UNKNOWN CHINESE ARTIST. Six-fold Screen with view of the Yihe-yuan Imperial Summer Palace.Maggs Bros, Ltd.
Six-fold screen showing the Imperial Summer Palace, c1890. It is one of the items on sale at the China in Print fair in Hong Kong © Courtesy Maggs Bros, Ltd

Following the fashions to buy western art and classic wristwatches, historical Chinese artefacts are now the must-have item for the country’s wealthy collectors who are snapping up maps, books and other objects that have been in foreign hands for often hundreds of years.

Interest in Chinese artefacts has intensified since President Xi Jinping began pushing to highlight the role of the country’s heritage in the national narrative, according to dealers.

“Some Chinese buyers feel that their past was looted from them so they want to purchase back a piece of their history,” says Andrea Mazzocchi of Bernard Quaritch, a London-based rare books seller and organiser of the annual China in Print fair, which takes place this weekend in Hong Kong. “Previously interest was limited to Hong Kong residents and expatriates but in recent years more and more customers from China are coming.”

Jonathan Stone, chairman of Asian art at Christie’s auction house, says Chinese collectors have developed the “desire and ability” to take back the paintings, sculptures and other artefacts that were in previous centuries bought up by buyers around the world.

Complete map of the Unified Realm of the Imperial Provinces, 1832
Map of China's imperial provinces, 1832

The new wave of buyers is driven by a patriotic urge to bring back great objects as well as hopes for future financial gains. “It’s an expression of the soft power of China,” says Mr Stone. Christie’s sold £430.9m of Asian art in the first half of 2017, double the figure for the same period last year.

Pieces on offer at the Hong Kong fair include a book of astronomical instruments written by Jesuits in the 17th century to prove the supremacy of western science to the Chinese emperor. An asking price of $750,000 has been set.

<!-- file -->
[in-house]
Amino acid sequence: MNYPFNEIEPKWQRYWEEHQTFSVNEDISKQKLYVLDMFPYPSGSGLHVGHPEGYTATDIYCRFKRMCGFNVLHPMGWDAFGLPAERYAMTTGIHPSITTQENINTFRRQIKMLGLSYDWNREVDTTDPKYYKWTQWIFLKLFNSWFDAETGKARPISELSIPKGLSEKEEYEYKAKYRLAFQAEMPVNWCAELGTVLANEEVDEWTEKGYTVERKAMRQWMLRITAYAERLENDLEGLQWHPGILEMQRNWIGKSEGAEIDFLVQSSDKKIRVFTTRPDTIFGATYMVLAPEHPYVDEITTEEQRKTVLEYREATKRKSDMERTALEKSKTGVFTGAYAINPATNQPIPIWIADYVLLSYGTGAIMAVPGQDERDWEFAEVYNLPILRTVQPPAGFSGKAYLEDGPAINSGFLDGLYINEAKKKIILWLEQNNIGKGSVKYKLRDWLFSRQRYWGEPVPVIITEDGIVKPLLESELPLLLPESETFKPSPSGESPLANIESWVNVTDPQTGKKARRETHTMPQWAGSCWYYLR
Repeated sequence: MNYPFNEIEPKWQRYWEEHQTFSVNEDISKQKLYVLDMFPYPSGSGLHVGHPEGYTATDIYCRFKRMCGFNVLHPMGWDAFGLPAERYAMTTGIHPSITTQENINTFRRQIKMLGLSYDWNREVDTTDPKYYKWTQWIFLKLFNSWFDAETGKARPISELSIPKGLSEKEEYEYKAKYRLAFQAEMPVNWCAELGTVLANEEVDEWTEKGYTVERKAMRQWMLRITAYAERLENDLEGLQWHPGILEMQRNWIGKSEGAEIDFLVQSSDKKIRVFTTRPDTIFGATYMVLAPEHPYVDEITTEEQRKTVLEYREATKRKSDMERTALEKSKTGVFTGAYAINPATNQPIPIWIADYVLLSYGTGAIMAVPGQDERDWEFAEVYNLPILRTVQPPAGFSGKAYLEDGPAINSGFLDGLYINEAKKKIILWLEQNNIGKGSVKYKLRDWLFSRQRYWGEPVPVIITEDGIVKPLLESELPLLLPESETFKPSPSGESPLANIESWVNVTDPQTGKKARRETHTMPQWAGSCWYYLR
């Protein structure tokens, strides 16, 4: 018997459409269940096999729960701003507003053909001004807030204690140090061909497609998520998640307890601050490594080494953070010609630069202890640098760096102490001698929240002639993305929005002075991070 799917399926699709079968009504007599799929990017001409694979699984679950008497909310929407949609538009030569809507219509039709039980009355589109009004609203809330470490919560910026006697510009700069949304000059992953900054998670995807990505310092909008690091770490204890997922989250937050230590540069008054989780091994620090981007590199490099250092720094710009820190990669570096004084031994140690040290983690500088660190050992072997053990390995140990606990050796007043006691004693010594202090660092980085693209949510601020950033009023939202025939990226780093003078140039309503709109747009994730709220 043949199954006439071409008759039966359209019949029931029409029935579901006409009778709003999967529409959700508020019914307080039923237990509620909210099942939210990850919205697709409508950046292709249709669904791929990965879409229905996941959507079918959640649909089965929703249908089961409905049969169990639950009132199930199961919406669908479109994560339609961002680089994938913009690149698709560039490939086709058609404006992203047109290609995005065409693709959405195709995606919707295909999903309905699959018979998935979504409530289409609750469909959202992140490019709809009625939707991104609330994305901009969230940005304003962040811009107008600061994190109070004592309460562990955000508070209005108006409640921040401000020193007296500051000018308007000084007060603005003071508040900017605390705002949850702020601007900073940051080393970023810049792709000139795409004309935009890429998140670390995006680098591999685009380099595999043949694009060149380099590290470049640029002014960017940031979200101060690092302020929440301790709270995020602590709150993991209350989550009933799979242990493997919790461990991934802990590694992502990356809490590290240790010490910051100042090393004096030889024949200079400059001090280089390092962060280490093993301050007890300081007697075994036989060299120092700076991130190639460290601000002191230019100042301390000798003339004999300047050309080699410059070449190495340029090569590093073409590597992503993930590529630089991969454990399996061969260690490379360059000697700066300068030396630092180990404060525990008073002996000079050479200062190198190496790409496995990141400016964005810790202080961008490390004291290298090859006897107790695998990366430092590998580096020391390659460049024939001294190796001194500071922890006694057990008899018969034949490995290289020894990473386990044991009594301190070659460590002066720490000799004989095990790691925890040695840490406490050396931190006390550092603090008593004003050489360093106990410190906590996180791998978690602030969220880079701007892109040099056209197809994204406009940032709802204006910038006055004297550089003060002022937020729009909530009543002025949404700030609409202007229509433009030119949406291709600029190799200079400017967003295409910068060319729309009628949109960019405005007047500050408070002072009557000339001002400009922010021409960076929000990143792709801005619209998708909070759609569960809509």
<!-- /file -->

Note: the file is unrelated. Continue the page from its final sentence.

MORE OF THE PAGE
A 13th-century printing block used to make paper money at the court of the Mongol emperor Kublai Khan is on sale for $250,000. “Demand from China is rising, especially at the top end,” says Douglas Stewart, the Australian dealer selling the printing block.

William Schneider of Herman HJ Lynge & Son, a Danish bookseller who hopes to sell a 14th-century Chinese bank note for more than $15,000, says demand is underpinned by the fact that the object demonstrates China’s superiority in the field of money printing. “The first paper bank notes were not produced in Europe until the 17th century,” he says.

Historical maps will also attract interest, according to Barry Ruderman, a California-based dealer. This year he sold a 17th-century map of the world, made in Beijing by the Jesuit priest Matteo Ricci, to a Chinese buyer for more than $200,000, having paid $24,000 for it in 2016. “The value of all things that are interesting to Chinese collectors has exploded in the last couple of years,” he says.

Even objects previously considered inauspicious, such as archaic jade from tombs, are being sought by Chinese buyers.

Mr Stone of Christie’s says the boom is also driven by a wave of new privately owned institutions such as the Long Museum in Shanghai, founded by billionaire investor Liu Yiqian. Mr Liu has bought a 600-year-old Tibetan tapestry for $45m and paid $36m for a 15th-century porcelain cup.

The buying spree is supported by China’s government, which is backing a $450m branch of Beijing’s famed Palace Museum being constructed in Hong Kong, among other initiatives.

“It’s about the emergence of China,” Mr Stone says. “The government sees art and culture as a key industry. It’s part of the strategy for the development of China.”

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